3. wordwranglingwoman

    Well that gave me a chill! Nice job. Patrice

  4. admin

    Thanks, Patrice. How’s your writing going?

  5. Susan

    I remember when Steve and I used to put pennies on the tracks and wait for the trains to squish them. I still have some of those too. Trains and train tracts have an interesting hold on young people. Maybe it’s the speed it travels is the issue. Drowning and being hit by a train are fears of mine, so I’m glad the mom pulled her son back. My mom always wanted to, “take a long walk off a short bridge”, so I can relate to this mom. I’ve never really thrown any “effigy” of me away. What was can never be again no matter how much we throw out, throw away, or wish it were different. We have what is right now. HUGS, my friend. How’s that knee? :) Love you!

  6. admin

    Thanks for your thoughts Susan. I put pennies on the track, too. There was something compelling about doing that. I never played chicken, though. I don’t fear drowning or being hit by a train, but I do fear dying in an auto accident.

    I don’t think the mom in this story pulls her son back; as I see it, she joins him on the tracks and waits for the train. Now, it could be that she will decide to save them both before the train arrives, but it could be that she doesn’t. It’s the thought of her not just instinctually bringing him back to safety that is chilling to me, because most moms would do anything we could to save our children. So this goes way against the grain. … My knee continues to improve, my friend. Thanks for asking. xoxoxox

  7. Barbara Toboni

    How sad. Until I saw the comments I thought they were going to jump on the train and go somewhere. Guess I was hoping for a happy ending.

  8. admin

    Thanks for your comment, Barbara. Susan saw a positive outcome, too. I saw it likely going the other way, but with the outcome not really known for sure. … We all bring our own life experiences to stories, and my interpretation for a story like this, even though I wrote it, isn’t necessarily more correct than yours.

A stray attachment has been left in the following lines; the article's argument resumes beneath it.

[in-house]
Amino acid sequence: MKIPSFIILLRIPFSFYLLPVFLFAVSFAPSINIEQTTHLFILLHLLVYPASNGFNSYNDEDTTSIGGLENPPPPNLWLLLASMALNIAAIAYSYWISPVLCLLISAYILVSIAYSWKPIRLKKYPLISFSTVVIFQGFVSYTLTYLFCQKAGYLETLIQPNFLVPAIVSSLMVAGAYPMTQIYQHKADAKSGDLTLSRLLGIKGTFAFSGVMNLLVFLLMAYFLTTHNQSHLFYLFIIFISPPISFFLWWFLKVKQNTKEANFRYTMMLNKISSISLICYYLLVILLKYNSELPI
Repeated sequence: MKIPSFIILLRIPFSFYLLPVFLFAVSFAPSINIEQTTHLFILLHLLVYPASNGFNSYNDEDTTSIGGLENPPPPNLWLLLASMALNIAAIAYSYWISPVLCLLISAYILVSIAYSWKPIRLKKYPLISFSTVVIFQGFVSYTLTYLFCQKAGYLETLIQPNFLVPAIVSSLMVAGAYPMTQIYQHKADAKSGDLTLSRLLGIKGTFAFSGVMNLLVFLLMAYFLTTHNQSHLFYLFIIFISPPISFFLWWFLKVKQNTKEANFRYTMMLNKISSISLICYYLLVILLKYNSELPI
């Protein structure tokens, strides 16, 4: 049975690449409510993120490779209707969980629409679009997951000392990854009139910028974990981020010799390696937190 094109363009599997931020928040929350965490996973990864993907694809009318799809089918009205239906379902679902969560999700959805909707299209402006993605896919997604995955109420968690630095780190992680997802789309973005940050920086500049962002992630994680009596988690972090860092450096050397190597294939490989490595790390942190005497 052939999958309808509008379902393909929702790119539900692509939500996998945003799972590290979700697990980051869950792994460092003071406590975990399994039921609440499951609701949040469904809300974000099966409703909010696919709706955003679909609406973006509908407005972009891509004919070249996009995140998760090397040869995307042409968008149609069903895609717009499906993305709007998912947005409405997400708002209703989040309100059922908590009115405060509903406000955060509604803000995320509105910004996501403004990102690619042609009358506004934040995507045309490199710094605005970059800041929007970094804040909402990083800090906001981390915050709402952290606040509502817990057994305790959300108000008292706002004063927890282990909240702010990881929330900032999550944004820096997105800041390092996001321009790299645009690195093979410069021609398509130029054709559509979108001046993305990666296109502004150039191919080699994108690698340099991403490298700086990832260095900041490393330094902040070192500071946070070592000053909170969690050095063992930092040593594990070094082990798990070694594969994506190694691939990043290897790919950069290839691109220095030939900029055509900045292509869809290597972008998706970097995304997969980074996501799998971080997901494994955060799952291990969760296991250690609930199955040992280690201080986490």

9. JazzBumpa

    Sadly, no. There can be no positive outcome.

    This is entirely the wrong way to train your child.


  10. admin

    Thank you very much for sharing your perspective, JazzBumpa. I don’t think this woman is even trying to train her child. She’s too wrapped up in her pain. I could possibly see another person who’s waiting for the train pulling them both up before the train arrives if there’s time. I don’t see her coming to her senses on her own though.

  11. JazzBumpa

    Sorry, I was making a gruesome word play on “train.”

    I lack the willpower to resists those kinds of temptations.

    lo siento,

  12. admin

    I didn’t even pick up on your play on words, JzB. Thanks for pointing it out. I’ve come down with the flu and am having a difficult week, but it’s likely I would have missed it even if I weren’t I’ll. Sigh. Anyway, I appreciate that you’ve been visiting here and commenting.